There is a river alongside our town. I say that because I am sitting on a park bench with a view of that river. I say, view, though in fact, the scrub trees right in front of me have obscured most of that panorama. The river appears before me in isolated patches, like scattered pieces of a jigsaw puzzle on a green tabletop. But despite that, and despite the unnatural briskness of this late May day, I have chosen this bench to start my yearlong search for an inner quietude, a deeper connection to the moment, to open my eyes to the world around me. And to still the inner yammering.
I’ll explain more as I go along, but here’s my intent: to choose a bench once a week and spend at least fifteen minutes on it. Some people set lofty goals for a series of challenges — climbing all the peaks of a mountain range, running in so many marathons, cooking through Julia Child’s masterwork. Me? I want to sit down. In a whole bunch of places. How’s that for challenging?
But in a way, it is a great challenge, not only for me, but for most of us. We take great pride in our busyness, bragging in the guise of complaining about how little time we have. How early we have to wake. How late we’re forced to stay up. It’s a modern asceticism. We live in an odd age that give us more leisure time than ever before and such unsatisfied lives. For me, I’ve found a new surplus of time — now that my career has stabilized and kids are, for the most part, grown. In this new stage of life, I am struggling to find something to fill those spare ours that counts, which is not how I’d describe repeatedly beating Norm at Scrabble on my kindle. But as I’ve contemplated what to do, I’ve resisted the idea to plunge into some new activity. I need to tap into a bigger purpose.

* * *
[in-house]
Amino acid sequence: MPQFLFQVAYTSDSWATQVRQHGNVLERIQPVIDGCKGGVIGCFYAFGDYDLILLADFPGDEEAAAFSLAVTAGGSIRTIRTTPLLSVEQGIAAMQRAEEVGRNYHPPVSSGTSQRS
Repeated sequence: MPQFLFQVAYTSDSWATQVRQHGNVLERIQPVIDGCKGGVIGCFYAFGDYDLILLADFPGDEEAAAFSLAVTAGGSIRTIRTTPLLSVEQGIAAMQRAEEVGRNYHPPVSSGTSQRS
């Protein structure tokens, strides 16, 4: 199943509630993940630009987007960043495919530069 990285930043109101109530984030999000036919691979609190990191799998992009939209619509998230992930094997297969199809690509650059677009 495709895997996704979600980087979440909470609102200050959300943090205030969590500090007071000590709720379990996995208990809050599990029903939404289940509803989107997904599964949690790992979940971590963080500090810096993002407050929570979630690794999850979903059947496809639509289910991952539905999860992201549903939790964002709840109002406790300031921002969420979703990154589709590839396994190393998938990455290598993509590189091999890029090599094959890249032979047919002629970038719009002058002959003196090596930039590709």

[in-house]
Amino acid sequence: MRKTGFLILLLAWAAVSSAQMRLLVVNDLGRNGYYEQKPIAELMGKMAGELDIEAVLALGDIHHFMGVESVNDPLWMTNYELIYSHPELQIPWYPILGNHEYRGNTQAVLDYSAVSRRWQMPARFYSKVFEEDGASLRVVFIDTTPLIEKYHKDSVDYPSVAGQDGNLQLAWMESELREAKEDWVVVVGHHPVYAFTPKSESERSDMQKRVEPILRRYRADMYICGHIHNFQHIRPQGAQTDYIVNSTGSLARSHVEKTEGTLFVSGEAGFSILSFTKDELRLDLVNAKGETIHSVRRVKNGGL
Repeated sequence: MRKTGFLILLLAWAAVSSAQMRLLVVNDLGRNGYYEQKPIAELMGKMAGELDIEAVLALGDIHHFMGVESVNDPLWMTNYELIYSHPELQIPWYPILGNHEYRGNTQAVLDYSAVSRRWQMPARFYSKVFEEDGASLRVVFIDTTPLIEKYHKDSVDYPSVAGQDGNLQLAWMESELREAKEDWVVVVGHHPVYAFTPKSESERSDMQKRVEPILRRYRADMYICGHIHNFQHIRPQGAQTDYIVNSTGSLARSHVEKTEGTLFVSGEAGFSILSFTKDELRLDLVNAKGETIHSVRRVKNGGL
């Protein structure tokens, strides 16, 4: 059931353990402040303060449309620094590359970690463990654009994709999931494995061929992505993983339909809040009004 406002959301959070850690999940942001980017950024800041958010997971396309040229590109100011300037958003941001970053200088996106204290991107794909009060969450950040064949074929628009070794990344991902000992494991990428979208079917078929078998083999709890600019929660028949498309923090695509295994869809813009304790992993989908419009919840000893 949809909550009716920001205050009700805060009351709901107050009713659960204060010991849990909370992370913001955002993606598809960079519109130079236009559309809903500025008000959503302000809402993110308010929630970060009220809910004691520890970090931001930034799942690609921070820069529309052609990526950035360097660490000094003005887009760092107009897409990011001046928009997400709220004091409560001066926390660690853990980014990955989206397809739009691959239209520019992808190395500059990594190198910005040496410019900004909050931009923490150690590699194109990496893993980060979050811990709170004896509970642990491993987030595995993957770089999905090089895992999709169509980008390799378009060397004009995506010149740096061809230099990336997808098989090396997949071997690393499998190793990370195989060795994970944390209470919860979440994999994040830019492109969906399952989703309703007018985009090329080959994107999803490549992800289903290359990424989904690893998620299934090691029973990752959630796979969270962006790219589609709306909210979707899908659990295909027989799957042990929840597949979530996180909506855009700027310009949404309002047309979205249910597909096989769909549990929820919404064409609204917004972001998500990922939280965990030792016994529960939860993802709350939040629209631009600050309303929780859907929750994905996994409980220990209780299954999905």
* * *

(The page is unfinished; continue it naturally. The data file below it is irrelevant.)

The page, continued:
There is a bigger purpose — a plan that I know quite well. But it’s too much “out there” and too little “in here.” In a way, it’s like the river. Living in a river town, we are all aware of its proximity, but rarely do we slow down enough to see it. It’s like the friends I used to have who said, “We’re just glad to know you’re out there.” Not enough to get together, mind you. Just enough to grow warm fuzzies.
Coming back to my surroundings, I find a telling irony that I’m sitting here, legs outstretched, back against the hard wooden slats, having made the trek to actually watch the river roll by — and I can hardly see it. There are too many things in the way.
And that is precisely why I’m going to start sitting on benches.